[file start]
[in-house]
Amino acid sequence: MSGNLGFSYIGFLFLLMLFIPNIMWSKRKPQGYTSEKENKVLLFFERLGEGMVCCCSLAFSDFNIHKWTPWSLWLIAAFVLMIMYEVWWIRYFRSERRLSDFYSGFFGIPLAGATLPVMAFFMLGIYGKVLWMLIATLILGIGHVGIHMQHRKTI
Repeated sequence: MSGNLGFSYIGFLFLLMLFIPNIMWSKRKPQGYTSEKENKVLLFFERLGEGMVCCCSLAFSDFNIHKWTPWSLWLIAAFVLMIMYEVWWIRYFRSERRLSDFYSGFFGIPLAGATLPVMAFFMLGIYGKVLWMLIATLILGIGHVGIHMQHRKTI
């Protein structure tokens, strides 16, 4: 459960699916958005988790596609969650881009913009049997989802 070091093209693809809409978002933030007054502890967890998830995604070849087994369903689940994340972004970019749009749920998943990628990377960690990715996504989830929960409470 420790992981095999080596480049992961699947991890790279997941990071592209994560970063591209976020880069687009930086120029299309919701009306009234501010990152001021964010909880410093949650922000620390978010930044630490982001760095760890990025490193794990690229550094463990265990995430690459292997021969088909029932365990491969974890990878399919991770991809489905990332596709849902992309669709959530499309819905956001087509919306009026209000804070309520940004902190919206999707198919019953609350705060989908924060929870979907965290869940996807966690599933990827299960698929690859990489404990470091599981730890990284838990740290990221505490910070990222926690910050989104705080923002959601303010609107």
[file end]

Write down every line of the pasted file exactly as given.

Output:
[in-house]
Amino acid sequence: MSGNLGFSYIGFLFLLMLFIPNIMWSKRKPQGYTSEKENKVLLFFERLGEGMVCCCSLAFSDFNIHKWTPWSLWLIAAFVLMIMYEVWWIRYFRSERRLSDFYSGFFGIPLAGATLPVMAFFMLGIYGKVLWMLIATLILGIGHVGIHMQHRKTI
Repeated sequence: MSGNLGFSYIGFLFLLMLFIPNIMWSKRKPQGYTSEKENKVLLFFERLGEGMVCCCSLAFSDFNIHKWTPWSLWLIAAFVLMIMYEVWWIRYFRSERRLSDFYSGFFGIPLAGATLPVMAFFMLGIYGKVLWMLIATLILGIGHVGIHMQHRKTI
């Protein structure tokens, strides 16, 4: 459960699916958005988790596609969650881009913009049997989802 070091093209693809809409978002933030007054502890967890998830995604070849087994369903689940994340972004970019749009749920998943990628990377960690990715996504989830929960409470 420790992981095999080596480049992961699947991890790279997941990071592209994560970063591209976020880069687009930086120029299309919701009306009234501010990152001021964010909880410093949650922000620390978010930044630490982001760095760890990025490193794990690229550094463990265990995430690459292997021969088909029932365990491969974890990878399919991770991809489905990332596709849902992309669709959530499309819905956001087509919306009026209000804070309520940004902190919206999707198919019953609350705060989908924060929870979907965290869940996807966690599933990827299960698929690859990489404990470091599981730890990284838990740290990221505490910070990222926690910050989104705080923002959601303010609107």